Difference between [shuttle loom and projectile looms]

Difference between [shuttle loom and projectile looms]

June 05, 2018

Denim is divided into two groups, selvedge and non-selvedge. 

The only different between these two are the cotton is loomed with a different process. This gives them a different seam and arguably a different level of durability. 


So what's the difference between a shuttle loom and projective loom? 

Shuttle loom

A shuttle loom is the same loom that you see in movies with tons of strings looking all crazy. 

(Cool Irish lady explaining a old school shuttle loom, 2:45)

New shuttle looms operate in the exact same way.

They've been modernized and automated. Making them look different but the concept is the same. 

Modern shuttle loom

The weaving motion for any loom is pretty similar. Yarn goes up and down and locks down yarn that is been shot across perpendicular to it.  

(video describing the general way every loom works)

A shuttle loom is different from that video in that the shuttle carries the yarn across then is turned around and shot back. 

To do my best to describe how it works. 

  1. Many threads of yarn are run parallel with each other.
  2. These threads are alternated up and down.
  3. This alternating creates a gap.
  4. A boat shuttle, with yarn inside of it, is ran through that gap.
  5. After the boat shuttle goes through the yarn alternates from up to down
  6. This creates a weave.
  7. Then the shuttle turned around and shot back across repeating the process.

(It creates this weave pattern)

Cotton weave
In the denim world this process creates a very clean edge to the denim. This the selvedge.
It is created because of the "weft' turn in the yarn. 

(Denim selvedge inseam create by the weft)
Selvedge seam
The problem with shuttle looms, even the industrial ones, is that they are slow. 
A 'pick' is one time across the loom. In a shuttle loom the boat goes across the shuttle making one weave 150-200 times per minute.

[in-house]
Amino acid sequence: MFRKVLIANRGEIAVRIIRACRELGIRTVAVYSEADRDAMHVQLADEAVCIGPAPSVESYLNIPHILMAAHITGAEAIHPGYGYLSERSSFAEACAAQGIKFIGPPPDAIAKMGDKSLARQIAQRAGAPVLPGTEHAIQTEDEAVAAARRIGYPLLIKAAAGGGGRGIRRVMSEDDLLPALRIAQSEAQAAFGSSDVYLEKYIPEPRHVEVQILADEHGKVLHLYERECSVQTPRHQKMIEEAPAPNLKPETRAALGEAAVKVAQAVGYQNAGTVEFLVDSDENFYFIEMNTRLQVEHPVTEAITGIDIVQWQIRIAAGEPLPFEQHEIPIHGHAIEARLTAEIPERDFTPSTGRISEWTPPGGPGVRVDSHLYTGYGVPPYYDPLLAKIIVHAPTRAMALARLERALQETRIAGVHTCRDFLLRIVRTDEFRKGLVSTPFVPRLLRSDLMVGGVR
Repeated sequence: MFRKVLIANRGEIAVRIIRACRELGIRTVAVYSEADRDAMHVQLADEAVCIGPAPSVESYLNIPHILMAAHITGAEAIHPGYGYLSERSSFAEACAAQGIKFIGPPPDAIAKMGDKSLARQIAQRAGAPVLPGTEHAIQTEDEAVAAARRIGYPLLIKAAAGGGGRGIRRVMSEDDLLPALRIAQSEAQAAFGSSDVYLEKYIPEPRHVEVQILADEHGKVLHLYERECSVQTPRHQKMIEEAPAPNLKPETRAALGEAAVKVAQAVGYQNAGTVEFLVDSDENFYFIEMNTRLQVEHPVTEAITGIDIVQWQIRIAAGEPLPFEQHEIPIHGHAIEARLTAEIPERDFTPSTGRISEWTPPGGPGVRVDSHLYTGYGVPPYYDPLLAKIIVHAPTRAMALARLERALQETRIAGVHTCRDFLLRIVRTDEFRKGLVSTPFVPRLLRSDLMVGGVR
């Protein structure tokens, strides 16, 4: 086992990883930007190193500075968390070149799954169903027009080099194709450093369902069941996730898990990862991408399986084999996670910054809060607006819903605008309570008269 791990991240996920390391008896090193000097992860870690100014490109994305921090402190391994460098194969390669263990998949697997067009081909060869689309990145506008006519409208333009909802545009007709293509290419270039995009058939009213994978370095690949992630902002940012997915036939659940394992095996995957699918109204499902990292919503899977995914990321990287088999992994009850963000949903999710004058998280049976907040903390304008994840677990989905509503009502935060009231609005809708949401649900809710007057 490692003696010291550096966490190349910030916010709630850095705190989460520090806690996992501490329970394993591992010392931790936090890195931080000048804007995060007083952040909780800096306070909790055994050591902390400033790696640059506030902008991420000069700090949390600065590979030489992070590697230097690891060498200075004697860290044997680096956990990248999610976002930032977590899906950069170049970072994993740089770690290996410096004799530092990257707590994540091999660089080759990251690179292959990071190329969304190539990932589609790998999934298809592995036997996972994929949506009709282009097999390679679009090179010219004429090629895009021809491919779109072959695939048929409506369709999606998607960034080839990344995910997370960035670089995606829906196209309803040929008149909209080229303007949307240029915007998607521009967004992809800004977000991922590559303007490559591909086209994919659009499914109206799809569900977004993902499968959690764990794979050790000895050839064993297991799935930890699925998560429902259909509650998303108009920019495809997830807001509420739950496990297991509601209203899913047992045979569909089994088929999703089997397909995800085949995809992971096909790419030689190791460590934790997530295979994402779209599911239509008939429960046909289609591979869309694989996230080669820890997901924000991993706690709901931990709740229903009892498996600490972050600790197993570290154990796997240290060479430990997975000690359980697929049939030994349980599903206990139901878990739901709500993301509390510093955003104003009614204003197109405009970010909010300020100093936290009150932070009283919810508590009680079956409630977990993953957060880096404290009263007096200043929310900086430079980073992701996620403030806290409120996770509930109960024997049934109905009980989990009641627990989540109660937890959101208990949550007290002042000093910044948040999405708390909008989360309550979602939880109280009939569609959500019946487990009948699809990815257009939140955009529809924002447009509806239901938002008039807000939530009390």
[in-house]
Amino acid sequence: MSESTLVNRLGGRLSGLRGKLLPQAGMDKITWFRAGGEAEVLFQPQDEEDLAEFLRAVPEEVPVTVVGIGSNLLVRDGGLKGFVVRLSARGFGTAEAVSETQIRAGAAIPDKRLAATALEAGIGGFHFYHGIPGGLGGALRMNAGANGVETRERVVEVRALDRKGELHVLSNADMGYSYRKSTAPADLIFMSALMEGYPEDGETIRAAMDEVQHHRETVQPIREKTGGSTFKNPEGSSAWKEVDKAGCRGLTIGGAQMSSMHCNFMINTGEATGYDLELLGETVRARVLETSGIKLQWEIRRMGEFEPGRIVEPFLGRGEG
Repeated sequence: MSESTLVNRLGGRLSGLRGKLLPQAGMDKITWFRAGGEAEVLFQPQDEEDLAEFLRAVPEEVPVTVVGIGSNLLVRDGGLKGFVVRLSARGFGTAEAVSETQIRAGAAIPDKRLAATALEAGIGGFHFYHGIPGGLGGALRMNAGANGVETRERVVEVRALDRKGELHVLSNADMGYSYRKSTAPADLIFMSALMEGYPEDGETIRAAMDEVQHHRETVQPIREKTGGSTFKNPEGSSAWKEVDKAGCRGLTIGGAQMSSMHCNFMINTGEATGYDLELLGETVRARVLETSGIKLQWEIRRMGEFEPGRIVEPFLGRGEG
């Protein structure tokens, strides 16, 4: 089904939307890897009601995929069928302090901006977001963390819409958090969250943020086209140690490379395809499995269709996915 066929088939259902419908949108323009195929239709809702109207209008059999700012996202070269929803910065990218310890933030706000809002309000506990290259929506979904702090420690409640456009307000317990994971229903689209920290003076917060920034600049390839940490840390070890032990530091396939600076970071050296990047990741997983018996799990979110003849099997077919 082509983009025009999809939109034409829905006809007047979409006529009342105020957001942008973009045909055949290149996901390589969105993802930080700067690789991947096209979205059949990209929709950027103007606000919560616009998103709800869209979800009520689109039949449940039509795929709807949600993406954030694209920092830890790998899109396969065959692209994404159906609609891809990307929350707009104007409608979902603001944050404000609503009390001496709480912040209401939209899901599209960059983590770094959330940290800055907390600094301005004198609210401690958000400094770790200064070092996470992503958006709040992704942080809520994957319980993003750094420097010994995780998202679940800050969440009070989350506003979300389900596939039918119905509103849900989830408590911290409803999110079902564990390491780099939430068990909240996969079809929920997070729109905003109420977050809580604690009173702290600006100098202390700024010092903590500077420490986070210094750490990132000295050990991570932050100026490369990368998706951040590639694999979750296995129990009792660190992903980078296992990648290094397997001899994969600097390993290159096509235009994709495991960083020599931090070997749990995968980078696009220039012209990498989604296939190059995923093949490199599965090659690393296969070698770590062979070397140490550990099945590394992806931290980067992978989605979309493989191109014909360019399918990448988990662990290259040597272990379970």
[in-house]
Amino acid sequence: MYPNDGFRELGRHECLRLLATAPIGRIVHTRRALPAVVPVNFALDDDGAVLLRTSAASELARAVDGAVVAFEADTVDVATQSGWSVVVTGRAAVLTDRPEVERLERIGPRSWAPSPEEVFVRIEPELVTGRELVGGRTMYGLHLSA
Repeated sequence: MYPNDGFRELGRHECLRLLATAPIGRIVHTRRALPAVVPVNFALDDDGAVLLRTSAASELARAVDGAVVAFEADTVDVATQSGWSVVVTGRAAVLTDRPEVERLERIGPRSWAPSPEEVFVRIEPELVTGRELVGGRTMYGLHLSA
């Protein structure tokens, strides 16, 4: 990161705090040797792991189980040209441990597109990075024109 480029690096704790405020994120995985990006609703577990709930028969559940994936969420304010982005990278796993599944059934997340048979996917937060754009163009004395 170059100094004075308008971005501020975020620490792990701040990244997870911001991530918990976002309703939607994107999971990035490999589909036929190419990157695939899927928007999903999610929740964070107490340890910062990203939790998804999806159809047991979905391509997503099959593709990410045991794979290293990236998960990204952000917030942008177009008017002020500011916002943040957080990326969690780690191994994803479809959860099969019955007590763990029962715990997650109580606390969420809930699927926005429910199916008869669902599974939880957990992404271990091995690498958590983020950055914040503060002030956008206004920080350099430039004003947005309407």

Some of the more modern looms can great 5 times that amount. They just won't have the same sharp looking selvedge.
Bottom line: 
A shuttle loom uses a boat to shuttle yarn back and forth as it is weaved down by yarn running perpendicular to it. 
It creates a very clean selvedge seam in denim. This is considered to be more durable then a non-selvedge edge. 
These looms are much slower making it hard to meet the demand of denim or other cotton products. 

Projectile Loom 

I'm going to use the term 'projective loom' as a general term for all other types of looms. 
This will include:
  • Rapier 
  • Projectile 
  • Air jet
  • Water jet 
I'm doing this because in the denim world all of these create the same outcome. An inseam without a selvedge. 
(Not a great video but it has some side by sides of selvedge and non-selvedge)
All these main difference to the shuttle loom is that they shoot a single piece of yarn across. They don't weave a long piece of yarn back and forth like a shuttle loom. 
Cutting the yarn every time create a more rough edge which is seen in the inseam of a pair of jeans. 
This rough edge is sewn to reinforce. 
(Great video explaining all the looms, a little boring though, 5:57)
These looms can create over 1000 picks a minute. Meaning they create 1000 weaves per minute. A shuttle loom can only get to about 200. 
This makes them much more cost effective. 
The bottom line:
More modern looms, such as the projectile, create fabric faster and cheaper. It's arguable if the edge they create is more durable or not. 
It definitely isn't as clean looking. 


In the denim world selvedge denim is selvedge denim is preferred. This is because the shuttle loom create a very nice inseam and a very durable denim.

The projectile loom still creates a great denim. It's inseam is going to be rougher but in theory it should be just as durable.  

Here at Washington Alley we create a raw selvedge denim created completely in the U.S. including the shuttle loom 

You can shop for those, here

Webster raw selvedge denim

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